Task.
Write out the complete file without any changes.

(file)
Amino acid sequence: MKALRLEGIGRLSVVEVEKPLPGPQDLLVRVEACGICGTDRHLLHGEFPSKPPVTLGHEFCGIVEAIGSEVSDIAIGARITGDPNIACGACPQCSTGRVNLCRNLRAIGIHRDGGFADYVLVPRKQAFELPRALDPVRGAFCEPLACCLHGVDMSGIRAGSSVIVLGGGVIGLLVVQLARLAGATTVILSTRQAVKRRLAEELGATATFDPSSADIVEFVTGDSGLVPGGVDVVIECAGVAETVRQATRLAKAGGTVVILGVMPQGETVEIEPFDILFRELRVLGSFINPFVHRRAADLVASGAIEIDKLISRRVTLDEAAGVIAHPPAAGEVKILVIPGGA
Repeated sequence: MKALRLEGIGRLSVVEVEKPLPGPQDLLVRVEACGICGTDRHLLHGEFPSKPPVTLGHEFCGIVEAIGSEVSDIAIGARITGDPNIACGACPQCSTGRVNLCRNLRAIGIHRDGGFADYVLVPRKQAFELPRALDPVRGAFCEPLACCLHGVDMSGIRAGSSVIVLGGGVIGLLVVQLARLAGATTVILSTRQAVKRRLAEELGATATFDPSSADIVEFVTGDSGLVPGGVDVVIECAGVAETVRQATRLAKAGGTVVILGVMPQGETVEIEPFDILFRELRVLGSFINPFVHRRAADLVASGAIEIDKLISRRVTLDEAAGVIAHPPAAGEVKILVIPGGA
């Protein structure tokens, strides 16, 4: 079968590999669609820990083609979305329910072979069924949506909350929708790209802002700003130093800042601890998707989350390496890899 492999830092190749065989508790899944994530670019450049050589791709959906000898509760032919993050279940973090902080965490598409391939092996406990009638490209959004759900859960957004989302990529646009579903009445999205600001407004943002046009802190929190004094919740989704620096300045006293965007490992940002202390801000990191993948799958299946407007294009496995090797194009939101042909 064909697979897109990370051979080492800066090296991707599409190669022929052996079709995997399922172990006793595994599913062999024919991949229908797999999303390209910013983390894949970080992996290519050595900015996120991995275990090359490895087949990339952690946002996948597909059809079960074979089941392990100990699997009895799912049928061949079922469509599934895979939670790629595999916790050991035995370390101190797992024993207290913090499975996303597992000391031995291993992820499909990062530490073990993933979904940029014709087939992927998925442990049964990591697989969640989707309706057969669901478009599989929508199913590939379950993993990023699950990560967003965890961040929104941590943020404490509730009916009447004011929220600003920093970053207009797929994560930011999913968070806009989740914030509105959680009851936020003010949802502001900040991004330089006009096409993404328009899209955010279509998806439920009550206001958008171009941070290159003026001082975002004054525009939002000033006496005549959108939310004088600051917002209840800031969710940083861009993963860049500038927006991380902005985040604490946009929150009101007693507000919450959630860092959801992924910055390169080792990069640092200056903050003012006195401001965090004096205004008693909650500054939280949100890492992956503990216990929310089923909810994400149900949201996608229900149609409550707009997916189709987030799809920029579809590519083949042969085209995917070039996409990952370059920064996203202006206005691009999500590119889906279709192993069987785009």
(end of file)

Amino acid sequence: MKALRLEGIGRLSVVEVEKPLPGPQDLLVRVEACGICGTDRHLLHGEFPSKPPVTLGHEFCGIVEAIGSEVSDIAIGARITGDPNIACGACPQCSTGRVNLCRNLRAIGIHRDGGFADYVLVPRKQAFELPRALDPVRGAFCEPLACCLHGVDMSGIRAGSSVIVLGGGVIGLLVVQLARLAGATTVILSTRQAVKRRLAEELGATATFDPSSADIVEFVTGDSGLVPGGVDVVIECAGVAETVRQATRLAKAGGTVVILGVMPQGETVEIEPFDILFRELRVLGSFINPFVHRRAADLVASGAIEIDKLISRRVTLDEAAGVIAHPPAAGEVKILVIPGGA
Repeated sequence: MKALRLEGIGRLSVVEVEKPLPGPQDLLVRVEACGICGTDRHLLHGEFPSKPPVTLGHEFCGIVEAIGSEVSDIAIGARITGDPNIACGACPQCSTGRVNLCRNLRAIGIHRDGGFADYVLVPRKQAFELPRALDPVRGAFCEPLACCLHGVDMSGIRAGSSVIVLGGGVIGLLVVQLARLAGATTVILSTRQAVKRRLAEELGATATFDPSSADIVEFVTGDSGLVPGGVDVVIECAGVAETVRQATRLAKAGGTVVILGVMPQGETVEIEPFDILFRELRVLGSFINPFVHRRAADLVASGAIEIDKLISRRVTLDEAAGVIAHPPAAGEVKILVIPGGA
């Protein structure tokens, strides 16, 4: 079968590999669609820990083609979305329910072979069924949506909350929708790209802002700003130093800042601890998707989350390496890899 492999830092190749065989508790899944994530670019450049050589791709959906000898509760032919993050279940973090902080965490598409391939092996406990009638490209959004759900859960957004989302990529646009579903009445999205600001407004943002046009802190929190004094919740989704620096300045006293965007490992940002202390801000990191993948799958299946407007294009496995090797194009939101042909 064909697979897109990370051979080492800066090296991707599409190669022929052996079709995997399922172990006793595994599913062999024919991949229908797999999303390209910013983390894949970080992996290519050595900015996120991995275990090359490895087949990339952690946002996948597909059809079960074979089941392990100990699997009895799912049928061949079922469509599934895979939670790629595999916790050991035995370390101190797992024993207290913090499975996303597992000391031995291993992820499909990062530490073990993933979904940029014709087939992927998925442990049964990591697989969640989707309706057969669901478009599989929508199913590939379950993993990023699950990560967003965890961040929104941590943020404490509730009916009447004011929220600003920093970053207009797929994560930011999913968070806009989740914030509105959680009851936020003010949802502001900040991004330089006009096409993404328009899209955010279509998806439920009550206001958008171009941070290159003026001082975002004054525009939002000033006496005549959108939310004088600051917002209840800031969710940083861009993963860049500038927006991380902005985040604490946009929150009101007693507000919450959630860092959801992924910055390169080792990069640092200056903050003012006195401001965090004096205004008693909650500054939280949100890492992956503990216990929310089923909810994400149900949201996608229900149609409550707009997916189709987030799809920029579809590519083949042969085209995917070039996409990952370059920064996203202006206005691009999500590119889906279709192993069987785009």